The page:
You're probably wondering about eligibility requirements. There are two tests to meet in order to exclude the gain from the sale of your home. Reference: Department of the Treasury, Internal Revenue Service, Publication 523, Selling Your Home, 2007, page 10 Basically, during the 5 year period prior to the sale of your home, you must meet the ownership test and the use test. The ownership test requires that you have owned your home for at least two years container home
. The use test requires that you must have lived in the home as your primary residence for a minimum of two years.
In addition, the two year ownership test and the two year use test that end on the date you sell your house do not have to be continuous. If you can show that you owned and lived in the house and used it as your primary residence for a full 24 months over the last 5 years, congratulations, you meet both tests. The IRS uses this example. Suppose you bought and moved into a house in July 2003. You then lived there for 13 months but moved in with a friend because of personal circumstances. In 2006 you moved back into your house living there for another twelve months before selling in July 2007. You would meet both the ownership and use test because you owned the house four years while living in it for a total of 25 months during the 5-year period that ended when you sold the house.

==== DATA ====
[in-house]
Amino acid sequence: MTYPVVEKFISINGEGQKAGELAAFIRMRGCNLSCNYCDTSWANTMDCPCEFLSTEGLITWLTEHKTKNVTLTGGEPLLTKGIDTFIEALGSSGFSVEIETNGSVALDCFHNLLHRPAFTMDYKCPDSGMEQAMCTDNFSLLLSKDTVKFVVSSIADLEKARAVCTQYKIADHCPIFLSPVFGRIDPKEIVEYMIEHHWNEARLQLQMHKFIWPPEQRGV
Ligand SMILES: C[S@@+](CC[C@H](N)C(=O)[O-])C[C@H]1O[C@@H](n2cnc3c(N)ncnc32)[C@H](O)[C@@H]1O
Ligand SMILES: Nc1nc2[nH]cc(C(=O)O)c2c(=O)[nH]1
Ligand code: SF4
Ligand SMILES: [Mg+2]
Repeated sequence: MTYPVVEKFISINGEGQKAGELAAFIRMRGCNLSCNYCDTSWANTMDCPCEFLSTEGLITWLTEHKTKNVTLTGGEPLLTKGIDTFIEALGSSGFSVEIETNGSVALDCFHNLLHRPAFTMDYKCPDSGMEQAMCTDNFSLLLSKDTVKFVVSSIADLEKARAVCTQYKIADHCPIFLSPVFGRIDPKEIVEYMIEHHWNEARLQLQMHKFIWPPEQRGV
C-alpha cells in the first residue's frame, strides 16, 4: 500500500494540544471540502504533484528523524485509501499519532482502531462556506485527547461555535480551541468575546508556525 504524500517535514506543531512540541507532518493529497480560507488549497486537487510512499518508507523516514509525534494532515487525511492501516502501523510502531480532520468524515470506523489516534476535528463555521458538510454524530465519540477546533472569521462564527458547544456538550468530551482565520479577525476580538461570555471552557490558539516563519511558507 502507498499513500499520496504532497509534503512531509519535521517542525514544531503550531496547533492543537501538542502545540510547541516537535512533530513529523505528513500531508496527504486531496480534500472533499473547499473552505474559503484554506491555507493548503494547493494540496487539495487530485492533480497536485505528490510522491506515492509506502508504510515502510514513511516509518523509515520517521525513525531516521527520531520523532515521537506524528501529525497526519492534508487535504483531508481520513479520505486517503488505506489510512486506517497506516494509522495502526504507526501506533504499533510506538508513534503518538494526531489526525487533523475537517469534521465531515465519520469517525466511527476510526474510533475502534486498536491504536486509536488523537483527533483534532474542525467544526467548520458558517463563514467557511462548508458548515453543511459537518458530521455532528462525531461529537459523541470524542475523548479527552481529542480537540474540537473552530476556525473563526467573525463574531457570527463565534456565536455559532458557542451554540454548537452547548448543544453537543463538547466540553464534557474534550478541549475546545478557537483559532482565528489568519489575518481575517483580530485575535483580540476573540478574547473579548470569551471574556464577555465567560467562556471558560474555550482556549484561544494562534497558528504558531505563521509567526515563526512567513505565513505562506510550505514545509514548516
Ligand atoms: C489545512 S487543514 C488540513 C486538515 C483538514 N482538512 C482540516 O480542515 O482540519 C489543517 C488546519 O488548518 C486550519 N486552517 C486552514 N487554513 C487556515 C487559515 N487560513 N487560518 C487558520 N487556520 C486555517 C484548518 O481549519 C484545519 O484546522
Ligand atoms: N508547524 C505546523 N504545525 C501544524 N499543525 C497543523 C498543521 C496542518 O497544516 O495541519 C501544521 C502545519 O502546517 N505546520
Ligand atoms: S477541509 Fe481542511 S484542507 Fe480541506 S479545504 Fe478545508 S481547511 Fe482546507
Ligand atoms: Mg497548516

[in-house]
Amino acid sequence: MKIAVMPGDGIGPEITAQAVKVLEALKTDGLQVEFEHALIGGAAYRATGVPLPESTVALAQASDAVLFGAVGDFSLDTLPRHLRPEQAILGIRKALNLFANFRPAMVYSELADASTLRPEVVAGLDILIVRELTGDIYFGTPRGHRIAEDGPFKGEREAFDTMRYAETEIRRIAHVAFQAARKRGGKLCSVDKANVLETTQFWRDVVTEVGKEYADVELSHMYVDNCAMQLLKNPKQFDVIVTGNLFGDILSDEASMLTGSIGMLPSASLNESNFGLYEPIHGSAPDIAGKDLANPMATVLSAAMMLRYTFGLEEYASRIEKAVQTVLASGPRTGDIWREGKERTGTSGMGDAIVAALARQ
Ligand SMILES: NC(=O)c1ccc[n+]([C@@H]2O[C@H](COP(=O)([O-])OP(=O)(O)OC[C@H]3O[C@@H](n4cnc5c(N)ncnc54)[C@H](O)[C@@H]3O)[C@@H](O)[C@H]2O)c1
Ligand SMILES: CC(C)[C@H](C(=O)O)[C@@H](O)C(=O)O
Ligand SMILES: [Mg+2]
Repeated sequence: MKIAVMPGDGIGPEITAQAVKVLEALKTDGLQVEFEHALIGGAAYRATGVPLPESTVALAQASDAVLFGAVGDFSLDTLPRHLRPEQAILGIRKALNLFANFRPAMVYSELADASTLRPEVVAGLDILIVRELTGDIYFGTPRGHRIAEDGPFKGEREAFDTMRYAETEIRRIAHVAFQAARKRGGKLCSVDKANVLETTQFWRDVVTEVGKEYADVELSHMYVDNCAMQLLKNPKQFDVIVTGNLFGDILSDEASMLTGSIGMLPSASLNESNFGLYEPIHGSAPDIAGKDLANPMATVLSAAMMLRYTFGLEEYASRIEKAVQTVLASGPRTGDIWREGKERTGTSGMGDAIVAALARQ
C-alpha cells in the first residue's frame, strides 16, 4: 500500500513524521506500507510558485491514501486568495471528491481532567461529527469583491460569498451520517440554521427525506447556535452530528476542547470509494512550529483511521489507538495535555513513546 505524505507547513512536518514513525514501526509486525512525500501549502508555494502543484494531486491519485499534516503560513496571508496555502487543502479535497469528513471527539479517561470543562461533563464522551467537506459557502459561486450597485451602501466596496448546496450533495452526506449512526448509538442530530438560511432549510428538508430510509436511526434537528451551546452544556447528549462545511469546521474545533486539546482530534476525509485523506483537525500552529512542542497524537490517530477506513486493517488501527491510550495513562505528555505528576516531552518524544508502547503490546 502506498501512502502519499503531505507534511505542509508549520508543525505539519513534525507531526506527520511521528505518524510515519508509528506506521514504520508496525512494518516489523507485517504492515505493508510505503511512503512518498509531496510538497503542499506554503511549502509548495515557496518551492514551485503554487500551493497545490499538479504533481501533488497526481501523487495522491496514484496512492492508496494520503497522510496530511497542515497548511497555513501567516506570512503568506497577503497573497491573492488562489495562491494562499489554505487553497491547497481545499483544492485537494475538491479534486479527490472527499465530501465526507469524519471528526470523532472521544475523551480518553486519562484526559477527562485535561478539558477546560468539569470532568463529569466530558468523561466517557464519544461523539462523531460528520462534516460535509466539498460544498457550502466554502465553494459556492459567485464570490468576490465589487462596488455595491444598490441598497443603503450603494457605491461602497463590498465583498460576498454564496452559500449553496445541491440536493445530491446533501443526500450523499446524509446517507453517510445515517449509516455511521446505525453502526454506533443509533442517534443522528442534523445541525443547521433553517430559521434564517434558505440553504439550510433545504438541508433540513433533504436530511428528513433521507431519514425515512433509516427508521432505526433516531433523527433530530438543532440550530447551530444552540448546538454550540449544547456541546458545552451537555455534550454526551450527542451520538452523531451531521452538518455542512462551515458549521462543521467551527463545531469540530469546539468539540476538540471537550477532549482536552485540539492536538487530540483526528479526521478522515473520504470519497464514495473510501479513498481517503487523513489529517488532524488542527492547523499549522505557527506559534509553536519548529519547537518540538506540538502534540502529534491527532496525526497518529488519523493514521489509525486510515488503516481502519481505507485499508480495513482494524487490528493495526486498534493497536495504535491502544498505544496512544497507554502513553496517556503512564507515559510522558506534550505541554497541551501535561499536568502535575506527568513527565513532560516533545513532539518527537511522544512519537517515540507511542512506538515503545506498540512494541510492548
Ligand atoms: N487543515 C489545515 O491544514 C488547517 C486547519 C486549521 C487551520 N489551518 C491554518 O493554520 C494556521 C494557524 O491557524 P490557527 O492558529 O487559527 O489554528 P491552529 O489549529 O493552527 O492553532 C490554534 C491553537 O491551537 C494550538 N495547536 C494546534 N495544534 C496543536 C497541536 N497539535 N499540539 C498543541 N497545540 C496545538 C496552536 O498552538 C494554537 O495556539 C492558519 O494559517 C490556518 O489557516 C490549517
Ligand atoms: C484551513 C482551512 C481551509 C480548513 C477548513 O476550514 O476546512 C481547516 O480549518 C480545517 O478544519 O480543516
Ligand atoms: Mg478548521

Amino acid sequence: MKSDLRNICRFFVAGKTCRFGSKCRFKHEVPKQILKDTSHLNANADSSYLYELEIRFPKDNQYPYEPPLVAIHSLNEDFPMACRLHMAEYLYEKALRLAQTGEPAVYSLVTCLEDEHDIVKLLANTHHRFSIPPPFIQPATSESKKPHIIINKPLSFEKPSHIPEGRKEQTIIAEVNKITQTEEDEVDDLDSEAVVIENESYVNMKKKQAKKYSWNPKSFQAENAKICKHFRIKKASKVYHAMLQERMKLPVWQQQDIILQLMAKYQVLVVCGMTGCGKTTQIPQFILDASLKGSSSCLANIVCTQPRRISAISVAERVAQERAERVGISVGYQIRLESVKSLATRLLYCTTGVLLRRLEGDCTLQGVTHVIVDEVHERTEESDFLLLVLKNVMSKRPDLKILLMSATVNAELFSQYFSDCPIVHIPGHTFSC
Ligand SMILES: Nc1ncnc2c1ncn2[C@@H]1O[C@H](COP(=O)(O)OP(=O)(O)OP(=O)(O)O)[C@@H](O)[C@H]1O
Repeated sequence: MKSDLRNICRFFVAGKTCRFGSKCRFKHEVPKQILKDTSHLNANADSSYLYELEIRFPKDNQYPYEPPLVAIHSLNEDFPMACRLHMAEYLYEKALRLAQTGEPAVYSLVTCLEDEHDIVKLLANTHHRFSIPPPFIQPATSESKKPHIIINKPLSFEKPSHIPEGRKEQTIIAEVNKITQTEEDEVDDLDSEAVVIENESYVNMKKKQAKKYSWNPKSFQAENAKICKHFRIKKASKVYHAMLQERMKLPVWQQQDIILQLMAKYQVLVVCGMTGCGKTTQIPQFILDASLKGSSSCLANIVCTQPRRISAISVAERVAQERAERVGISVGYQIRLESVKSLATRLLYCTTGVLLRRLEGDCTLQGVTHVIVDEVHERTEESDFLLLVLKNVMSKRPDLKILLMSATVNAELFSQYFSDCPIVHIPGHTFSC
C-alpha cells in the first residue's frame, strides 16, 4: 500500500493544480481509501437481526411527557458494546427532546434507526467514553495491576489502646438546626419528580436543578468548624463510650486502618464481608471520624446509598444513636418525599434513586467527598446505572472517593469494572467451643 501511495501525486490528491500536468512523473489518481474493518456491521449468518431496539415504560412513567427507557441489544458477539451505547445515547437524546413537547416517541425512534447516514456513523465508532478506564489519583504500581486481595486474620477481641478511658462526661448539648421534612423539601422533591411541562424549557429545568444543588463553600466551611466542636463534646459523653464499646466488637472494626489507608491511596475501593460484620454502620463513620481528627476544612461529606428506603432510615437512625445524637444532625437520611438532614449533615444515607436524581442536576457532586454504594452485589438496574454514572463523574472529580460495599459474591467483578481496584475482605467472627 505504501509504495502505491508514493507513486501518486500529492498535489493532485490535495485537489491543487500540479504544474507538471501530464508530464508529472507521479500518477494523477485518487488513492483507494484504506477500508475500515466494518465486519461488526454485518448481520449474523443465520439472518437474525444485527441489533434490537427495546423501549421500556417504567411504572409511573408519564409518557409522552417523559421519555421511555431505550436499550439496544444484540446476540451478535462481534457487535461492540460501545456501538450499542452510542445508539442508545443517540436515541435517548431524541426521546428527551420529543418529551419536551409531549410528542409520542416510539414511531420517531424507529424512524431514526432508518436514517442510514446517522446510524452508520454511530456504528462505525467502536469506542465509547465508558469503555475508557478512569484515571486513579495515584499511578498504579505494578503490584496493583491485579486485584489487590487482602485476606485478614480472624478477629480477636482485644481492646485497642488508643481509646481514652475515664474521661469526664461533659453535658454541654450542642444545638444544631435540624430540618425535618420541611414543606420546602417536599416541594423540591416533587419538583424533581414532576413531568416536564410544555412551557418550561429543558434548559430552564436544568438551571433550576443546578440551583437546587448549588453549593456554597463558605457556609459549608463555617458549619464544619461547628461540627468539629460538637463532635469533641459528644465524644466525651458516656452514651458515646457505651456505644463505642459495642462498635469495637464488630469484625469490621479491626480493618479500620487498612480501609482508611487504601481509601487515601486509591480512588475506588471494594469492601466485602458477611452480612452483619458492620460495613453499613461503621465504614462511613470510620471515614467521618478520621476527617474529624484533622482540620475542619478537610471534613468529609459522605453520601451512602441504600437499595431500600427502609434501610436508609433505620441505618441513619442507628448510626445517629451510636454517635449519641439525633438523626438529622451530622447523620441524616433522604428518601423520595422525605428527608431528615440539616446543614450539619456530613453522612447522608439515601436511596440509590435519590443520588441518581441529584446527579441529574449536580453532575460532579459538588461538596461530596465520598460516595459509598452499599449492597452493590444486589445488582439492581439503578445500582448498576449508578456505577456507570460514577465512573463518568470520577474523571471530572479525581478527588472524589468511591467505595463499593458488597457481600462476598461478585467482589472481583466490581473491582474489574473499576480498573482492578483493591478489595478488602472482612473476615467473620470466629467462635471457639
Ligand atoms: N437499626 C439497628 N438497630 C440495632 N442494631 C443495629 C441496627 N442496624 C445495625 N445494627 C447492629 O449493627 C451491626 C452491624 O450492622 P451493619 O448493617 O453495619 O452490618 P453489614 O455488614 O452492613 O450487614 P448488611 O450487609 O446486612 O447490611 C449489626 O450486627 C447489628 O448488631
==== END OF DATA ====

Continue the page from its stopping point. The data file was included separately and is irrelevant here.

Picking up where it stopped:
Accordingly, the IRS also says that temporary absences are allowed for vacations and other seasonal absences even if you rent out the house. Temporary absences contribute to periods of use. For the purpose of this article I am not going to explain every detail concerning excluding the gain from the sale of your home.
The important point is this container hotel
. Everyone can enjoy tax free income up to $250,000 as an individual and up to $500,000 as a married couple from the sale of a home. The government has provided this powerful tax incentive to home ownership and buying a house should be a part of everyone's personal financial plan. For more detailed information you should consult a qualified tax professional, accountantScience Articles, or tax attorney.